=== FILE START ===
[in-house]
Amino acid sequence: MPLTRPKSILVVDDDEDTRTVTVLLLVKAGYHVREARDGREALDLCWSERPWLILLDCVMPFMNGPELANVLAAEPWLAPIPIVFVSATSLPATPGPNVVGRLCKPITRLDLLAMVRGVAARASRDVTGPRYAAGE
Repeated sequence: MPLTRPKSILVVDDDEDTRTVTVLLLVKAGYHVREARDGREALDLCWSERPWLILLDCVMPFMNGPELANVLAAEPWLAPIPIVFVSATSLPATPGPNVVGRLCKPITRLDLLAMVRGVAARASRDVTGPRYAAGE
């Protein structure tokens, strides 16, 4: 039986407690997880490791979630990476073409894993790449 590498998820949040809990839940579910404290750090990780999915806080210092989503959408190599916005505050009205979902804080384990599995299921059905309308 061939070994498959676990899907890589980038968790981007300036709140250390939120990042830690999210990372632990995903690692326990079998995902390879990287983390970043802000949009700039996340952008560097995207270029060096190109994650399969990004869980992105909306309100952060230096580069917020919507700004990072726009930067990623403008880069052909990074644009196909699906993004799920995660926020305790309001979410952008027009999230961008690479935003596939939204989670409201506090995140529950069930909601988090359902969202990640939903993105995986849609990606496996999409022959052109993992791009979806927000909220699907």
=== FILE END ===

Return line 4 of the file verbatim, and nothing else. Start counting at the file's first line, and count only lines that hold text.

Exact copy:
């Protein structure tokens, strides 16, 4: 039986407690997880490791979630990476073409894993790449 590498998820949040809990839940579910404290750090990780999915806080210092989503959408190599916005505050009205979902804080384990599995299921059905309308 061939070994498959676990899907890589980038968790981007300036709140250390939120990042830690999210990372632990995903690692326990079998995902390879990287983390970043802000949009700039996340952008560097995207270029060096190109994650399969990004869980992105909306309100952060230096580069917020919507700004990072726009930067990623403008880069052909990074644009196909699906993004799920995660926020305790309001979410952008027009999230961008690479935003596939939204989670409201506090995140529950069930909601988090359902969202990640939903993105995986849609990606496996999409022959052109993992791009979806927000909220699907």